The following is an unofficial post mortem on my first 48 hour race this week.

What worked:
  • Feet taping was 95% effective. Blister bandages on the heels and big toes, elastotape on the heels and balls of the foot, medical tape on the big toe (this one needs tweaking).
  • Moisture control of the feet was 100% effective. I used Drymax socks for the first time and was very pleased with them. I also used Squeaky Cheeks to help keep the moisture content down.
  • Lubrication - I used Butt Paste on the typical areas where I tend to get chafing and it worked well. The only chafing I had was from my shirt sleeves the first day in the left underarm.
  • Buffs - these were great for holding ice and preventing my head and neck from getting sunburned.
  • Two new food favorites - Kings Hawaiian Rolls and oranges.  These were both life savers and my stomach could handle the rolls when it was fussy about other food.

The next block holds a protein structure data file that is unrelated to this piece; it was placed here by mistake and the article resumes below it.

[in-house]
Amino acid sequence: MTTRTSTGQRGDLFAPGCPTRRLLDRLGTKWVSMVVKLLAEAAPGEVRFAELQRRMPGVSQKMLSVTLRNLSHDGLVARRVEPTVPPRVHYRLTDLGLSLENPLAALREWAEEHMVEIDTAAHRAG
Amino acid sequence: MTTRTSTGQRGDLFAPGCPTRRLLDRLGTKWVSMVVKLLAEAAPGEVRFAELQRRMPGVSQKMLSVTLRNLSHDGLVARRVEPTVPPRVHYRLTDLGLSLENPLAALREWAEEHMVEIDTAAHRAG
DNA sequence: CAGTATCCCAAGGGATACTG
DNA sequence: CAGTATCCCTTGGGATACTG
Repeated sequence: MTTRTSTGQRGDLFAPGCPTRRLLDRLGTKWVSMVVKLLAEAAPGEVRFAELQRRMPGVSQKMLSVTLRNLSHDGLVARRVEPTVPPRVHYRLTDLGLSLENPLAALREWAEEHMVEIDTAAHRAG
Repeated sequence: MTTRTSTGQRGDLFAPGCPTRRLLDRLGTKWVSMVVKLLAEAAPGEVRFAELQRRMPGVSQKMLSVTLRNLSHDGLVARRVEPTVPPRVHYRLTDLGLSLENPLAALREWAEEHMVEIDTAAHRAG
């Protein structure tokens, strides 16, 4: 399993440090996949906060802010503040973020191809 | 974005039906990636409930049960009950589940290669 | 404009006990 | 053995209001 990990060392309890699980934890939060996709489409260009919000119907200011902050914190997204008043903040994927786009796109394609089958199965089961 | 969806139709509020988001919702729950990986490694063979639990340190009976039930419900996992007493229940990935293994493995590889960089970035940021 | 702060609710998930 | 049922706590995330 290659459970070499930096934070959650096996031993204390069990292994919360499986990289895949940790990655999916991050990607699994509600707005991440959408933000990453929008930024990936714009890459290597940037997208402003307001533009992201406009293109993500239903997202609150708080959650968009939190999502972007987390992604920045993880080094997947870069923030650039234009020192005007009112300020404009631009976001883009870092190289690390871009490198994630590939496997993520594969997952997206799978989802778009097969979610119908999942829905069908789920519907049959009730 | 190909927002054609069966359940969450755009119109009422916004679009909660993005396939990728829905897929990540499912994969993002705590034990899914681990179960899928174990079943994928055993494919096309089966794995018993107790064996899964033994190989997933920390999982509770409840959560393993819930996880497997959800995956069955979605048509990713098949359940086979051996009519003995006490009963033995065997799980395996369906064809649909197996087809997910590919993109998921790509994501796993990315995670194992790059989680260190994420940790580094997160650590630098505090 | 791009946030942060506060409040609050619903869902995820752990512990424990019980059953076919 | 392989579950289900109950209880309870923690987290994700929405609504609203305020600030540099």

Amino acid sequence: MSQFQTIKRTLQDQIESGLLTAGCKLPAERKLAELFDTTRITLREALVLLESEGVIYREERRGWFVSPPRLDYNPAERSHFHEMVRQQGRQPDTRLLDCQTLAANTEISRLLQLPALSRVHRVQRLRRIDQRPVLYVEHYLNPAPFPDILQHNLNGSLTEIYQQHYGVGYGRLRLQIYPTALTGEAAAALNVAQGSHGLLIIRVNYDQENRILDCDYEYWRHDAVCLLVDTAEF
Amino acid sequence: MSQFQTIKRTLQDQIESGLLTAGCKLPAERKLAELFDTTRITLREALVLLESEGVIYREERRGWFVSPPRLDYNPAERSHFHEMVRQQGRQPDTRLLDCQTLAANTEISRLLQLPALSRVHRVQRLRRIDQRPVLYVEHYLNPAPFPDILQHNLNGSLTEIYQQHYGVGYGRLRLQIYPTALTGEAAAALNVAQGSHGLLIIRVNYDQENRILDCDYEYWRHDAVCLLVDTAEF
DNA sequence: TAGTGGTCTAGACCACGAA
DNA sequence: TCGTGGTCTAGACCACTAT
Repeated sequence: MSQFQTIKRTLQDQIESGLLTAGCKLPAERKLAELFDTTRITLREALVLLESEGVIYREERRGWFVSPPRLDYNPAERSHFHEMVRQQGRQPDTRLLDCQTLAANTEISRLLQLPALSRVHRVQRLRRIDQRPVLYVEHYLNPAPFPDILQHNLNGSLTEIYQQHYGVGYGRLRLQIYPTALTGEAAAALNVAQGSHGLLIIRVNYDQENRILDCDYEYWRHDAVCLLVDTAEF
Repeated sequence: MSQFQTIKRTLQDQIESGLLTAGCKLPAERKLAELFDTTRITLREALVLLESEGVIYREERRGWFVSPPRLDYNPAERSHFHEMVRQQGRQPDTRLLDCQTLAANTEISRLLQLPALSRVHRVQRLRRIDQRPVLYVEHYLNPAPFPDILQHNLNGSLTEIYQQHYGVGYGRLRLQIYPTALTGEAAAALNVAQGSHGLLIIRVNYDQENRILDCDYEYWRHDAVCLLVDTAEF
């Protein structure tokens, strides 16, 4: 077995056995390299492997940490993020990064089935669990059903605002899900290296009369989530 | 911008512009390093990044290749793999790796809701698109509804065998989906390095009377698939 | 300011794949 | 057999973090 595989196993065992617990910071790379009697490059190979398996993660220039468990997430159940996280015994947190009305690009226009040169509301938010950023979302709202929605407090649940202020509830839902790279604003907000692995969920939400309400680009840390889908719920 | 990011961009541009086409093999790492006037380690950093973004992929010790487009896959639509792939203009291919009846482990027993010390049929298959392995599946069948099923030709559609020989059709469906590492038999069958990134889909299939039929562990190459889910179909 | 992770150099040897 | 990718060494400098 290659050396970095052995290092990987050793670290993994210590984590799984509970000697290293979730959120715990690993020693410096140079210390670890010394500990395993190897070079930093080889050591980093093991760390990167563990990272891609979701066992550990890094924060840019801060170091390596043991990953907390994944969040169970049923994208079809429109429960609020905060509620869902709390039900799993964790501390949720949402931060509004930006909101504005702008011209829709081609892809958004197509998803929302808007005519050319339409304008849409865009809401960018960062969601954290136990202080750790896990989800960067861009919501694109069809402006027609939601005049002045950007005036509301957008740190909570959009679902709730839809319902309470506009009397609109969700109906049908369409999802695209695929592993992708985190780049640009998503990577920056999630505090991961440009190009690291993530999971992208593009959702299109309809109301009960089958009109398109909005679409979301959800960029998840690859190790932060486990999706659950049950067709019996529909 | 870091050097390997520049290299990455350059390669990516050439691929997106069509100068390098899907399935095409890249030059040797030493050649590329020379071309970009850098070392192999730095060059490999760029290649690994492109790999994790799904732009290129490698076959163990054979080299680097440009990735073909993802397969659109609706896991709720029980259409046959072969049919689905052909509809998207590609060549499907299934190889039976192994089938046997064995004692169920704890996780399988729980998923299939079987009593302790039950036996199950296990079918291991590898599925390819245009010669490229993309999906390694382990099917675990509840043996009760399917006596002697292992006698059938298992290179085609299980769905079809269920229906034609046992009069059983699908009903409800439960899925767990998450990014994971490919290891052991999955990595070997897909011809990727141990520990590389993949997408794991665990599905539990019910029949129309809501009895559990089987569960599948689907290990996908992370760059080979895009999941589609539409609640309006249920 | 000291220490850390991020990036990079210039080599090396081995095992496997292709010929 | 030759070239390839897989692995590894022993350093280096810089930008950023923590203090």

• Renting a large tent and cot - these were well worth the money. I need some method to lay down and rest and also to get out of the weather.
  • Poles and bike gloves - these were very handy when my foot started having problems. Worth having along for emergency backups.
What needs improvement:
  • Taping of the big toes. My only issue with "blisters" was at the base of my big toe where the tape rubbed against the joint. I need to use either more flexible tape, or a thinner strip of tape.
  • Heat control - I used ice in my hat and buff, but hot temperatures affected me more than expected. Perhaps a spray bottle or other method to cool down better.
  • Mental preparation for running all night. I don't know if I just need to train on more late night or early morning runs, but this did intimidate me - more so because I was suffering when night came.